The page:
He talks about his father now, looking out over the lake as the evening falls, and there is the same mischief in his face, even a similar style of delivery and choice of expression. Last year more people called to the house next door to see his father than he could possibly keep a handle on. Some of them had only met his father fleetingly, others were lifelong friends. All were appreciated. It reminded him of the biker funerals, like those held for the Dunlop brothers, that attracted people from all over Ireland and beyond as if all belonged to the same bloodline.
One stranger who called had a story he wanted to tell which doubled as an introduction. When Derry were looking for a manager at the start of the last decade, stuck in Division 3, rudderless, the county board asked Coleman to return from London where he had been working and take over the team. It was a cry for help. He did and the rest is history.
The mourner was on the same flight, Gary explains, and recalled that fateful journey. "He says to me: 'You wouldn't know me, but I came home on the plane from London with your father. And I said to him, Eamonn are you coming home for a wee break, to see the family?' He said (to me), 'I am, but I'm home to stay. I'm taking on the Derry team'. And the boy says, 'you're not wise; they're in Division 3'. And Daddy says, 'I'll bring home Sam in three years.' And the boy says, 'I'm not telling no word of a lie here -- I laughed at him, Gary, I actually laughed at him. I thought he was mad. He just believed that the footballers were somewhere in Derry.'"
He believed. And he was bullish about it. On big championship days, his small frame seemed to fan out like a peacock's tail feathers. Over a series of epic matches 15 years ago, the footballers he believed in repaid that trust in bold endeavour, making them all ageless spirits.
What was his father's secret? "He would have known what made people tick," says his son. "He told (Joe) Brolly he was the best forward in Ireland and he had told (Enda) Gormley the same thing. He knew to give me a bollocking, he knew not to be nice to me. One day here, after we drew with (local rivals) Newbridge in 2003, he came in there (pointing to kitchen) and he picked up the newspaper and after five minutes he says, 'I must go,' and before he looked up from the paper he says (to me) 'if you don't do something the next day don't you come back here'. And you know what? I was that frigging cross, but he didn't give me a chance to answer -- he went straight out the door."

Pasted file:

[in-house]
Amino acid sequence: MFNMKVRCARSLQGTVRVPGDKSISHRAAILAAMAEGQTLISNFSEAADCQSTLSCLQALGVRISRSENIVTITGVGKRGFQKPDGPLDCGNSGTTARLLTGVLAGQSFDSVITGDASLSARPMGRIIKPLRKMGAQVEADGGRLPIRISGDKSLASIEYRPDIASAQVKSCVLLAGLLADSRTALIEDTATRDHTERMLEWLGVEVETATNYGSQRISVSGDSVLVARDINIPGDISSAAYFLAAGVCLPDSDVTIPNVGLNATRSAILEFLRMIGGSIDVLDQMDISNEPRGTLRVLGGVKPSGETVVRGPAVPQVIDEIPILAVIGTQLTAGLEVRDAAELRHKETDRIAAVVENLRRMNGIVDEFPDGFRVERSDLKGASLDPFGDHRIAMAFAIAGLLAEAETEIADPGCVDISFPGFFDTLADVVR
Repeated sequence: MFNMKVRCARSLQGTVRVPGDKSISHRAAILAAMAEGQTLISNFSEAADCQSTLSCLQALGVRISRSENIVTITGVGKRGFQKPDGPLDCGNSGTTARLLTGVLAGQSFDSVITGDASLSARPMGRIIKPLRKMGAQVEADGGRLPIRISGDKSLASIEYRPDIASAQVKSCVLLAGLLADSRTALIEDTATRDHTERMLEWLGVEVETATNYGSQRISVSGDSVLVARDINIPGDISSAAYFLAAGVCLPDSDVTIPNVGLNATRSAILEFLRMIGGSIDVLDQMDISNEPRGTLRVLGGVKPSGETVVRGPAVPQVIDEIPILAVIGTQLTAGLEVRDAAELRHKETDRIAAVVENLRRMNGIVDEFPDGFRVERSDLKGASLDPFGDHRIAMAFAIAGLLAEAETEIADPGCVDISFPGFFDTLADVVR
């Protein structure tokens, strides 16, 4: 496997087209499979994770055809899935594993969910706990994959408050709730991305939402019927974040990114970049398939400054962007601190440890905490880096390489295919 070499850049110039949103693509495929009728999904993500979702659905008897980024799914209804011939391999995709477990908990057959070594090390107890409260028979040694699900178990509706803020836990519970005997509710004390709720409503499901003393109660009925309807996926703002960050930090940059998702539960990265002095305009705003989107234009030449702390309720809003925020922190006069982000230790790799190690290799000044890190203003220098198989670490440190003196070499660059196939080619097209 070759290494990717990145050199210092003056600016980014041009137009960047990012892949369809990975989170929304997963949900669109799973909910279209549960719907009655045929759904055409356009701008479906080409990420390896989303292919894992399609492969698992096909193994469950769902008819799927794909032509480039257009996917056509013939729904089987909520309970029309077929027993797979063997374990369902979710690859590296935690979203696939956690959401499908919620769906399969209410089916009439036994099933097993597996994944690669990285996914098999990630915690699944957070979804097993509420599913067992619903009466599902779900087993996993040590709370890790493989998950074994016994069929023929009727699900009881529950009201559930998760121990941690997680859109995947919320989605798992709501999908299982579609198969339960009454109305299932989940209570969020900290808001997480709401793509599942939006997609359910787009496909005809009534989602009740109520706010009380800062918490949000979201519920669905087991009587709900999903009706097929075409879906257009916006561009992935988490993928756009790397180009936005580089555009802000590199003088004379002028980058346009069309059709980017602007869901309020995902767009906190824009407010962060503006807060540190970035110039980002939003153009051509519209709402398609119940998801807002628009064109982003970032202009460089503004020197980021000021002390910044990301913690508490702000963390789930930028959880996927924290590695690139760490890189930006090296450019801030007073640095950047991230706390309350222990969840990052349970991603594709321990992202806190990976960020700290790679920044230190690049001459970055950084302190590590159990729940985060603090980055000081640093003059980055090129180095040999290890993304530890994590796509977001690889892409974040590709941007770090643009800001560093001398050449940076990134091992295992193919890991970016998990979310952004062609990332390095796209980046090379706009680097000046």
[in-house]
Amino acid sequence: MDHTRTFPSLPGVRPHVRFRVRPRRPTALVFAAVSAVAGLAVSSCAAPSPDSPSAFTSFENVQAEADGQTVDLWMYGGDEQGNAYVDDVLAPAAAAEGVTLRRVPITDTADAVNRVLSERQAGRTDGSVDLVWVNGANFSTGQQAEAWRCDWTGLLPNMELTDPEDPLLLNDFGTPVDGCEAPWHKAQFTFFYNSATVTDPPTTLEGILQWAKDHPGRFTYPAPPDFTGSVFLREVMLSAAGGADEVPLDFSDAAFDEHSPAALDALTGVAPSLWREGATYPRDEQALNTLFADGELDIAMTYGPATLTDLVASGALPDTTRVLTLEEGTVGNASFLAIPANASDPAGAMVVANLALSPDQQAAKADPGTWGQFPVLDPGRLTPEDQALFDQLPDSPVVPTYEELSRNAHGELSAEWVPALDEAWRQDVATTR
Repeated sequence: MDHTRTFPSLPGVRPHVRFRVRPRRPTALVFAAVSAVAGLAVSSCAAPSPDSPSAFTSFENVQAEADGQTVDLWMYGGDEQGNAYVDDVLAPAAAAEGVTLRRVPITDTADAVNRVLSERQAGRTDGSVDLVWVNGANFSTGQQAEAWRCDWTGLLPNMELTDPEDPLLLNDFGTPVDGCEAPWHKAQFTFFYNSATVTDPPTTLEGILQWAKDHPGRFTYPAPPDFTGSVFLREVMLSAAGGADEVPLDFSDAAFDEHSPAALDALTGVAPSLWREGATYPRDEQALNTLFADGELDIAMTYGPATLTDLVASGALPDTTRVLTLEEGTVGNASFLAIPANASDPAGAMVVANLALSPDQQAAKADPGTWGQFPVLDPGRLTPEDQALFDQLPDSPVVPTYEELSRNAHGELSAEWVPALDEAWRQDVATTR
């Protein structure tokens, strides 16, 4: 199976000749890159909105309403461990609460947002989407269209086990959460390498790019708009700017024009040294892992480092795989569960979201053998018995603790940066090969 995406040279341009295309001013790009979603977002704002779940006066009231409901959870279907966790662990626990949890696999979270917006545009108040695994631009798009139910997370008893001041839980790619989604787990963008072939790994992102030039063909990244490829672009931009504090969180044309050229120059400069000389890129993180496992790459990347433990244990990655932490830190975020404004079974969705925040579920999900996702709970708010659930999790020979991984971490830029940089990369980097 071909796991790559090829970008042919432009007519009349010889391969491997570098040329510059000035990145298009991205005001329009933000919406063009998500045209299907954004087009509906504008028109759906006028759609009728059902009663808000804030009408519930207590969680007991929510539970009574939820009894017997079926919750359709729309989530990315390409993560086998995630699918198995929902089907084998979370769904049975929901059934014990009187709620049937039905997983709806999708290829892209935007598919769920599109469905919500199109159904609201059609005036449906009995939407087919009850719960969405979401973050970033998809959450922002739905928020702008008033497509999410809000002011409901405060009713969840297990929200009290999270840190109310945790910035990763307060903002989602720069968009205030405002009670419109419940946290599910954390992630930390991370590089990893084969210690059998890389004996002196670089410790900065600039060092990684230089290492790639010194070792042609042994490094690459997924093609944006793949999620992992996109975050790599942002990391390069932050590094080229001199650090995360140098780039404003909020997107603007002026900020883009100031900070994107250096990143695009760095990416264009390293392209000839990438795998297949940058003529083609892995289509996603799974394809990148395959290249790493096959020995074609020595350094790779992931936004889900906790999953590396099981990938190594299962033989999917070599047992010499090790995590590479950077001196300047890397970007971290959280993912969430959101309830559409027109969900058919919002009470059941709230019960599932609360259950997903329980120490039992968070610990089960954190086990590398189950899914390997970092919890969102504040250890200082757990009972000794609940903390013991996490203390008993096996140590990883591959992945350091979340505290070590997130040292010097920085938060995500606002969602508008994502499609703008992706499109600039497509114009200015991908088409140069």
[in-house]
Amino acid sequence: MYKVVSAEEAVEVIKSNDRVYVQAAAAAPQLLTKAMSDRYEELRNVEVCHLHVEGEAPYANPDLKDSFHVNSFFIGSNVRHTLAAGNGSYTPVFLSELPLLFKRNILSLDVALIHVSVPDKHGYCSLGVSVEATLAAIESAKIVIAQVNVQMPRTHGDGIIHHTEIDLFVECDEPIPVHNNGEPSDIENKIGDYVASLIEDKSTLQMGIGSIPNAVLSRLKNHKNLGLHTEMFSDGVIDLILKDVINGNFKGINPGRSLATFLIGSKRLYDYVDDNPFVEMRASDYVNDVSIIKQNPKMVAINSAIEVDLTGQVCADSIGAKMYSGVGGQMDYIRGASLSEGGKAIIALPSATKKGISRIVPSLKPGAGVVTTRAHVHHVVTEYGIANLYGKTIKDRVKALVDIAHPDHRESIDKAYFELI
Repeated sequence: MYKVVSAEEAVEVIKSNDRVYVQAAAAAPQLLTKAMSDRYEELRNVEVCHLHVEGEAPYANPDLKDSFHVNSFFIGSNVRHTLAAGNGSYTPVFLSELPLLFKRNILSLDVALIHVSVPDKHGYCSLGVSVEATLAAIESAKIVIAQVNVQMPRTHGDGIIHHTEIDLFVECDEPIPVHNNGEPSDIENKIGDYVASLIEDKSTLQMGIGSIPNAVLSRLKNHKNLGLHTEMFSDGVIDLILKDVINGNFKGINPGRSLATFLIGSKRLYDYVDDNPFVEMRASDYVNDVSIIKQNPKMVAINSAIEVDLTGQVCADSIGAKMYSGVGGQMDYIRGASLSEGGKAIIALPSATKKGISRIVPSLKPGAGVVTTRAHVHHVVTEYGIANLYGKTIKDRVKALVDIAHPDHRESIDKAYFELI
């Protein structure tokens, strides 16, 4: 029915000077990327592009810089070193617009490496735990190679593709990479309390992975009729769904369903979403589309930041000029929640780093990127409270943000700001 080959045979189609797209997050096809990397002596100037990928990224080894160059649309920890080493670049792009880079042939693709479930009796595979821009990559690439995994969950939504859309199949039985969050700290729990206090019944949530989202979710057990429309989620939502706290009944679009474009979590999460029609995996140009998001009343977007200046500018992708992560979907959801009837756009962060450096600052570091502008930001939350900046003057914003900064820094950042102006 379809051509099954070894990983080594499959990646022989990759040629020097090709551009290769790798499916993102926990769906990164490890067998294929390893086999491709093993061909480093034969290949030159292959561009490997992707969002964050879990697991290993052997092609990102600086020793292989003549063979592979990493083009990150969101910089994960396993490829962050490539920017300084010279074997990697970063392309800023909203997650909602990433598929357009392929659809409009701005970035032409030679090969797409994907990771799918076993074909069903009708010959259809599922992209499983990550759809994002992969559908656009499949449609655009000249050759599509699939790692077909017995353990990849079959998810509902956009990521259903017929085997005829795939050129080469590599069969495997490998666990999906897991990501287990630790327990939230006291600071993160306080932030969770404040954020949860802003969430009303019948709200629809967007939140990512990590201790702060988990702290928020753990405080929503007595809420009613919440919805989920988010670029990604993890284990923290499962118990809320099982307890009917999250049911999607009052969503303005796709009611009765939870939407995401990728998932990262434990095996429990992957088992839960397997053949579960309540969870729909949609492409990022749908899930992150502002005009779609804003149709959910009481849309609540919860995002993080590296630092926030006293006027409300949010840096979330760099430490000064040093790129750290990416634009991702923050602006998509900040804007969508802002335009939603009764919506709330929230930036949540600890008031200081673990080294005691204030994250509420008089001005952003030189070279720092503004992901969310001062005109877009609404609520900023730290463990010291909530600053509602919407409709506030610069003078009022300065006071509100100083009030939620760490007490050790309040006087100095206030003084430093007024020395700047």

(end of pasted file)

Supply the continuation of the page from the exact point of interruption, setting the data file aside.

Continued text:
Marty McElkennon, who worked alongside Coleman and took over from him in Cavan when he fell ill, said Coleman was the only manager he had encountered who didn't carry paper and write things down. Yet, he wasn't classically old school. Before they won the All-Ireland he brought in the sports psychologist Craig Mahoney, a fairly radical move in the GAA for the time.
"We played and lost to Donegal in Breffni Park in the 1993 league quarter-final; we were beating them five or six at half-time and in the second half they came back and beat us," Gary explains. "And the next night we trained here in Ballymaguigan. And he says, 'right, everybody into the changing-rooms,' -- and the meeting lasted two hours. We never trained. And the boy Craig Mahoney stood up and said, 'I have five questions: Dermot McNicholl! You came over to the sideline for water after 15 minutes -- why? Enda Gormley! You missed five frees -- why? Anthony Tohill! You started drop-kicking the ball and giving it away -- why? I forget the other two.'"
When they return to Ballymaguigan next Saturday, the atmosphere won't be quite so tense. In the absence of Eamonn Coleman, in body at least, it can't be what it once was. He was, like this event, a one-off.